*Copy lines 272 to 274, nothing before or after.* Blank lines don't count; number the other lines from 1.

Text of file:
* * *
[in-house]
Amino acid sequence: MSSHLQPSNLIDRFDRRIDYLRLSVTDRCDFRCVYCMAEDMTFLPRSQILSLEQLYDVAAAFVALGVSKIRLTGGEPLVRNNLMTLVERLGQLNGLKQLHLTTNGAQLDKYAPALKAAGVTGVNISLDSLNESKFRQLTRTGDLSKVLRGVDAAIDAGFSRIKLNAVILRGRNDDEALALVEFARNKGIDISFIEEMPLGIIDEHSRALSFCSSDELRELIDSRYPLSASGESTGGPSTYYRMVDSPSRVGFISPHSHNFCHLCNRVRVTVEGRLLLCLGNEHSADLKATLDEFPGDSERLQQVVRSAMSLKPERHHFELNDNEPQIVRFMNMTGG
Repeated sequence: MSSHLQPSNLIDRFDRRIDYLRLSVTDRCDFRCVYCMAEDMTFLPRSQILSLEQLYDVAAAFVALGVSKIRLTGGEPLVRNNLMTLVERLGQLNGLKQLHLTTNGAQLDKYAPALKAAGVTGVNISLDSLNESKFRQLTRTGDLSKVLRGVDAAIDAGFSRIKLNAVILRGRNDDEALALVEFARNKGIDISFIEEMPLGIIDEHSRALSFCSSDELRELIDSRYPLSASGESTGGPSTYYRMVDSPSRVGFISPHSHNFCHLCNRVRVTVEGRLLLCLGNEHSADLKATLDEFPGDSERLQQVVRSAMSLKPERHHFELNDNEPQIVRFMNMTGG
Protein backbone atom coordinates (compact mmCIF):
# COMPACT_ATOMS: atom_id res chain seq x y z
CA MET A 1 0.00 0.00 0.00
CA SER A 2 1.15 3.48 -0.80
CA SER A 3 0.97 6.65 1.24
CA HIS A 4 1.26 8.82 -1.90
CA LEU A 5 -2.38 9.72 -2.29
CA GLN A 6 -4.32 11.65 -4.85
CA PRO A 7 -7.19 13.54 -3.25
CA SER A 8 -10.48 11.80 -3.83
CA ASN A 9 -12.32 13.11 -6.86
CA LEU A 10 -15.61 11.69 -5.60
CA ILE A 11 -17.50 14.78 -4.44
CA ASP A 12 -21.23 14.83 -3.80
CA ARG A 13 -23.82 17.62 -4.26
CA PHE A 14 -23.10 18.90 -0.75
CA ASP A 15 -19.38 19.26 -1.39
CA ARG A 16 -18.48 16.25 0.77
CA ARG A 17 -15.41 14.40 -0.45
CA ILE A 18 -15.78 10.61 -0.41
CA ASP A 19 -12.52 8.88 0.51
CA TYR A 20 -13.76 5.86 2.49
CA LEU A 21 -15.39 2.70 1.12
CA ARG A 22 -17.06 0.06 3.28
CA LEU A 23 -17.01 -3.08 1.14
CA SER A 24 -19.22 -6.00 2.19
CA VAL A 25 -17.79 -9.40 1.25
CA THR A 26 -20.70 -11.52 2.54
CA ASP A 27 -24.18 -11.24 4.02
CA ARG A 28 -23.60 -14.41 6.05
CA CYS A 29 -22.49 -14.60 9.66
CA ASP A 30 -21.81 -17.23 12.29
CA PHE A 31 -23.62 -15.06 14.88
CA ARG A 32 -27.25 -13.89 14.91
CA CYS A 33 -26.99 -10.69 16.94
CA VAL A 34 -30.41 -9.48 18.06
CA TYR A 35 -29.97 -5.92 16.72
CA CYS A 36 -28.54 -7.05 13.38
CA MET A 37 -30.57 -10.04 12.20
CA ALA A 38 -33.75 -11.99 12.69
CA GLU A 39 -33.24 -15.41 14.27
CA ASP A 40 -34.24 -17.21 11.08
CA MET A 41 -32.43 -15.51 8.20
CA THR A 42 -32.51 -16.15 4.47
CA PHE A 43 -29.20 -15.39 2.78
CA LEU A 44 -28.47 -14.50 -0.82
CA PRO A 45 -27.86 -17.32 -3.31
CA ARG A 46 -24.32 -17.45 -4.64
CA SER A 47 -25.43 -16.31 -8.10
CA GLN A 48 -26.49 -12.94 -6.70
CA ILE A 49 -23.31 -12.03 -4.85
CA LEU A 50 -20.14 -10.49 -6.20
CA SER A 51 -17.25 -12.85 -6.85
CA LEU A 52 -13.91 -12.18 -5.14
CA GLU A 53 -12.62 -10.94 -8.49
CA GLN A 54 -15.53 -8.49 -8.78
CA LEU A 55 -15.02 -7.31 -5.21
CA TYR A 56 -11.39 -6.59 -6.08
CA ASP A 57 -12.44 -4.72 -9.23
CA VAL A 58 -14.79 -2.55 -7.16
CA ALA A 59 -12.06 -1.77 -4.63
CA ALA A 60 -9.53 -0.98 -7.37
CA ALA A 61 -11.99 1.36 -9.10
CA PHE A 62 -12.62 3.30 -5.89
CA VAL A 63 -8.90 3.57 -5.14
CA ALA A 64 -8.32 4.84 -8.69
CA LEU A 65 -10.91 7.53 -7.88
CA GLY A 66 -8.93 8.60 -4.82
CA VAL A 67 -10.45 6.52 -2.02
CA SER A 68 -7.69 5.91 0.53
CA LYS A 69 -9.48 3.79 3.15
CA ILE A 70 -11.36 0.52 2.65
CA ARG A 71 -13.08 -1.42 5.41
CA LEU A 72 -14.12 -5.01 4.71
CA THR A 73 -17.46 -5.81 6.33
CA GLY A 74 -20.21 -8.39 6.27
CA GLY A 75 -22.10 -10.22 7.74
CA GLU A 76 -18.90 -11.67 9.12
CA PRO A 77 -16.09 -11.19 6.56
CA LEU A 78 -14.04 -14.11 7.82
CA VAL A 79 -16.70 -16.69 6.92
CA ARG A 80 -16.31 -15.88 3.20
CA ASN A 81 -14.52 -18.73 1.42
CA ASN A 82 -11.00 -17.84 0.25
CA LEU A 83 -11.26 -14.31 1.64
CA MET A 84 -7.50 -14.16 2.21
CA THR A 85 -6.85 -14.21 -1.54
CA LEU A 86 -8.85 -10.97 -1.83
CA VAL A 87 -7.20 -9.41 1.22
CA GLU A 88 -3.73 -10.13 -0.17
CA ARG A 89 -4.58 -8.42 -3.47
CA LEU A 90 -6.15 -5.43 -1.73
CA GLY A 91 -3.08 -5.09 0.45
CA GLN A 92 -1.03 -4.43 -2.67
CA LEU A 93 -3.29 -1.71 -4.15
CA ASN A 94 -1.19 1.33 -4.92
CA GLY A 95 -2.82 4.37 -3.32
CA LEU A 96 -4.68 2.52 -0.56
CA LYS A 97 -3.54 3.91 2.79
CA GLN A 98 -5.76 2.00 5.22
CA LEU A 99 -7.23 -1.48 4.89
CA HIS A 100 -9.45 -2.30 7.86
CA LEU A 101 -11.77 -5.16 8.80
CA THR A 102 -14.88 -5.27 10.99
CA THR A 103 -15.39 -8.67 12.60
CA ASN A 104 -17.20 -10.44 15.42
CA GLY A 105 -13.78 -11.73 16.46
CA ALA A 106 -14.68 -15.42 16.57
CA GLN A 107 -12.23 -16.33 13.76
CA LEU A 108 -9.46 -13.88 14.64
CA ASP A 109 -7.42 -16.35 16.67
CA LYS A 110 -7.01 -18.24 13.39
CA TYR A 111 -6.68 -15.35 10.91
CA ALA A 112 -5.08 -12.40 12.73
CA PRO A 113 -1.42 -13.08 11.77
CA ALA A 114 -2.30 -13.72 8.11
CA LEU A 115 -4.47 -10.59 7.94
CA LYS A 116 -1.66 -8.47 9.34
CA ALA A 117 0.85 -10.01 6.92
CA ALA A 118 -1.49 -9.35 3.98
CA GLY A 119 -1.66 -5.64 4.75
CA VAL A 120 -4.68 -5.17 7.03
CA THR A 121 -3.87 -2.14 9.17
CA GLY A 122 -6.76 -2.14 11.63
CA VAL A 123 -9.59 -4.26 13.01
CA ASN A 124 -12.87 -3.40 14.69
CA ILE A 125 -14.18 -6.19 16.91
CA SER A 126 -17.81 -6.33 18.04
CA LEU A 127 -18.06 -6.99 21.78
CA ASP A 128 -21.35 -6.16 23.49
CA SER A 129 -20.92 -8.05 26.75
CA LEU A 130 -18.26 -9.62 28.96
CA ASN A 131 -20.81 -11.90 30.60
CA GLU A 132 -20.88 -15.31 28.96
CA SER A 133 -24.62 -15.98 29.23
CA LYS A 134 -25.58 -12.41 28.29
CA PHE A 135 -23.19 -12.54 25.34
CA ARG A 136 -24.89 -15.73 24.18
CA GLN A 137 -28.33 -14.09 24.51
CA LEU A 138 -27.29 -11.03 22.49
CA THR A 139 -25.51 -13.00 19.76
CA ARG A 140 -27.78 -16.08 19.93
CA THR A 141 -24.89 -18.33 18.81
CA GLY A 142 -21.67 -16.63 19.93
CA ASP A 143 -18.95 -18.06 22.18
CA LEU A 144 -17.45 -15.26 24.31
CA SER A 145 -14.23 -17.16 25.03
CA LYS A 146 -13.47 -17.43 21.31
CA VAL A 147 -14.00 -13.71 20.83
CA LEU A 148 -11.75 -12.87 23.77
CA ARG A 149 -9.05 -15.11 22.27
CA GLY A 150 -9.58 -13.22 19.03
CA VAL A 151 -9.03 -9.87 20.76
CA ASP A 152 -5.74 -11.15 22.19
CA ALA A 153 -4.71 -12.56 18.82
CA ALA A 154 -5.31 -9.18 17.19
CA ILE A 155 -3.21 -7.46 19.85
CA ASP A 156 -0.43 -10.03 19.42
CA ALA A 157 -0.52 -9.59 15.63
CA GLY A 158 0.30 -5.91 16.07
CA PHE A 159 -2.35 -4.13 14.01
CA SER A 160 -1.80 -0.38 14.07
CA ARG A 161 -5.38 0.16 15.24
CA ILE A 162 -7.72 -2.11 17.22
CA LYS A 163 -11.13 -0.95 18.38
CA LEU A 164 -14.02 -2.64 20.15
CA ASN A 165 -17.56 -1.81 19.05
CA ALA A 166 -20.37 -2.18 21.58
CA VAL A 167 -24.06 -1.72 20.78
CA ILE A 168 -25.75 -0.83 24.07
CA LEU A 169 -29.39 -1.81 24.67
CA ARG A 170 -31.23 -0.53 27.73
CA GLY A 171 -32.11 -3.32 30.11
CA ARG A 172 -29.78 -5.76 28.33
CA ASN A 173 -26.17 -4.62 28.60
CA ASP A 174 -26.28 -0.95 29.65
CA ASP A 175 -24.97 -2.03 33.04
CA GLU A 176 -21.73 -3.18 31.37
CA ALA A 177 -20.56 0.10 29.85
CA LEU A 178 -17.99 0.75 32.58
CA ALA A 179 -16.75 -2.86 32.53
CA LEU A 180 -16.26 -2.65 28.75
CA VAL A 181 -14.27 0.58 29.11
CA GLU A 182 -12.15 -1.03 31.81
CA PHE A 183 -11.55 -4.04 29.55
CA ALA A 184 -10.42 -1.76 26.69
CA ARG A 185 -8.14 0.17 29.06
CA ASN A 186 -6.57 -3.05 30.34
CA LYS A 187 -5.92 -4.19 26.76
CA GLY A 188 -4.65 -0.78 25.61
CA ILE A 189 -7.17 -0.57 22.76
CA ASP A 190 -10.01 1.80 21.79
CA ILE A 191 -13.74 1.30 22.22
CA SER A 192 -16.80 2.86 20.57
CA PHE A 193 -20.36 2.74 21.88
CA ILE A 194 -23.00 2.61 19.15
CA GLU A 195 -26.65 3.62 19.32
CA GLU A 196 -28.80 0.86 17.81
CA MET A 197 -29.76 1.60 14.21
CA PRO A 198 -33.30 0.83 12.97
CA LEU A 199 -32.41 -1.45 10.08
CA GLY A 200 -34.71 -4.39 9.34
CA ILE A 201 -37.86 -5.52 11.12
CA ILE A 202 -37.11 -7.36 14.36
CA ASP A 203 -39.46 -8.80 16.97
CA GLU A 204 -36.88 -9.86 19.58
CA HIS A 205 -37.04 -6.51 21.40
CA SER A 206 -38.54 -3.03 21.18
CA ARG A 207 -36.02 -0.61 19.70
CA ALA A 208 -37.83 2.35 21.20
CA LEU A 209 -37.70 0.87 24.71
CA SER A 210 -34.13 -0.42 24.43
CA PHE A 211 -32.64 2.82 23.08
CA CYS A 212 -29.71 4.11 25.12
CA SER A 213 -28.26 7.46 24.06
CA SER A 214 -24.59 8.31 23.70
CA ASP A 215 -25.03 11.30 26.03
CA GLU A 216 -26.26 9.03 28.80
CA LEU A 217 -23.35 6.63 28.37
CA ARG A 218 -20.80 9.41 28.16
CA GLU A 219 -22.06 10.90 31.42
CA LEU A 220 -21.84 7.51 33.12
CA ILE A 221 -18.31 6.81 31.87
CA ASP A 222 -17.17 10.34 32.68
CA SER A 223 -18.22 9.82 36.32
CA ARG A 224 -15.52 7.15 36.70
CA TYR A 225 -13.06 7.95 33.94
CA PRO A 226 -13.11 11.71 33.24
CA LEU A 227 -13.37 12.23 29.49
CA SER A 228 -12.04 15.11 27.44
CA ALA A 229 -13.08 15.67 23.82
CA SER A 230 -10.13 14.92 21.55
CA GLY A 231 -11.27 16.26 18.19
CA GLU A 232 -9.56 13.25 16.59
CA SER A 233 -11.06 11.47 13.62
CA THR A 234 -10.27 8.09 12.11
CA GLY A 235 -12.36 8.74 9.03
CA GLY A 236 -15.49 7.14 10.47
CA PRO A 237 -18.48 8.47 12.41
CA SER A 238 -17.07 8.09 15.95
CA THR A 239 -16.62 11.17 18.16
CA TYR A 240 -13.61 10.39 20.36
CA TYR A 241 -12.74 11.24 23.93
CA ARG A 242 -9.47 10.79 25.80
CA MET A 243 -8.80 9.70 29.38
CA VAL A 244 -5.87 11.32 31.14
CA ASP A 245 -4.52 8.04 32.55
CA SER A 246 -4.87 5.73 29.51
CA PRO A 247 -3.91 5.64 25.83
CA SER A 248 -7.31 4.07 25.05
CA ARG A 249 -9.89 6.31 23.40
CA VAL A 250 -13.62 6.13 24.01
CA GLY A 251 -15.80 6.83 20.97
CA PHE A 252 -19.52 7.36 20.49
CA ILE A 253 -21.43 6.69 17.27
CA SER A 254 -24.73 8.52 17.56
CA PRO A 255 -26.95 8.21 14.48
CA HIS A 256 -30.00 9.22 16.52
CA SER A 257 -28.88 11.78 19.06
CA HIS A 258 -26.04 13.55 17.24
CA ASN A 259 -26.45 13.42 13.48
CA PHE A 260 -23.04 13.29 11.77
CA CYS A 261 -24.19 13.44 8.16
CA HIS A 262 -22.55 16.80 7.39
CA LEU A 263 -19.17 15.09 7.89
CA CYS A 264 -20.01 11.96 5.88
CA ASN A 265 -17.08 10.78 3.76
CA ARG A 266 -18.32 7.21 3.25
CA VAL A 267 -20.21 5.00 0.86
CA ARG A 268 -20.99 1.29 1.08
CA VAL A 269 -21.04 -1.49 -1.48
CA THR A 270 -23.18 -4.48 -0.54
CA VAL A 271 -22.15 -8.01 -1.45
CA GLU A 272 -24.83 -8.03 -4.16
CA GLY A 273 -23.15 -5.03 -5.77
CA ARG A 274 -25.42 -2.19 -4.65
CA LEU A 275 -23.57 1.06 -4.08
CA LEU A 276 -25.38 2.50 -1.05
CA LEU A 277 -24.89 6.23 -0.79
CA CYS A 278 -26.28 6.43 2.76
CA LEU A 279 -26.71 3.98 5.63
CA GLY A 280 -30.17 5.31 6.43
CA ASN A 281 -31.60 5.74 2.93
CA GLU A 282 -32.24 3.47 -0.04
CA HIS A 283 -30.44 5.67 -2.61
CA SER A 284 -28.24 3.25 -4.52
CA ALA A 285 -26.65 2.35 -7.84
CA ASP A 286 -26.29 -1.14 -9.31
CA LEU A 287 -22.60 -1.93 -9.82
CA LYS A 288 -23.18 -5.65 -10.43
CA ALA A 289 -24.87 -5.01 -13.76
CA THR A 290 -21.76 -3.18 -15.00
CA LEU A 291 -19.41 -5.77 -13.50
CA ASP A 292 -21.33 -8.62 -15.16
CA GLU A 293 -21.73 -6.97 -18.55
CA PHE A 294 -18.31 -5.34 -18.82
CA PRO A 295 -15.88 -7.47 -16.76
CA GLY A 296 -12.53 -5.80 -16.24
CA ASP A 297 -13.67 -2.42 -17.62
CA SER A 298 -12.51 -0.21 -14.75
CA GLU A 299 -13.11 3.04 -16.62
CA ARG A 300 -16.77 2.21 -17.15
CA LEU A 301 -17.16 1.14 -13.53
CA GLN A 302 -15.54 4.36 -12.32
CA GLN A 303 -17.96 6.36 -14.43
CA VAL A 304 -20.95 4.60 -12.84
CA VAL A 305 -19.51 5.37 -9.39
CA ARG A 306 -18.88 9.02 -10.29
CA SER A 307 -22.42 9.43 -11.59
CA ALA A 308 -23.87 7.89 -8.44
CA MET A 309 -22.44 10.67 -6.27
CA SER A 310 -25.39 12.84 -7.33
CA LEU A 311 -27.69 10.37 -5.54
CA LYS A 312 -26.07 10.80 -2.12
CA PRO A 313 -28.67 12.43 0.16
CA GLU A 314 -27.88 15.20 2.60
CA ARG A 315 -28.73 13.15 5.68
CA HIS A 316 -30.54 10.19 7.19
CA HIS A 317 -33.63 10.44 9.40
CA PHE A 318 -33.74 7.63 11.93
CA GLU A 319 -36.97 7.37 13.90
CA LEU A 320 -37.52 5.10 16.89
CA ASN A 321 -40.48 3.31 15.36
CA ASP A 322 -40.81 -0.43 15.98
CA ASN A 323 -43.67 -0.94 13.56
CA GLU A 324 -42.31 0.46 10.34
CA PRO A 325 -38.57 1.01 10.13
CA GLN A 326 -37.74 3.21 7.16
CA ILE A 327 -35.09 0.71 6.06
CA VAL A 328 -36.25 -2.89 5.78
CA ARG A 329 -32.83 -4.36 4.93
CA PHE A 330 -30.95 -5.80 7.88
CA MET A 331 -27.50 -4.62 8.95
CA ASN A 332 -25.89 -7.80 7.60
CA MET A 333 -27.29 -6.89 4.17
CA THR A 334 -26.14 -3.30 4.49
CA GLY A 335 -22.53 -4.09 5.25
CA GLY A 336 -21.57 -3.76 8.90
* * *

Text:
CA VAL A 267 -20.21 5.00 0.86
CA ARG A 268 -20.99 1.29 1.08
CA VAL A 269 -21.04 -1.49 -1.48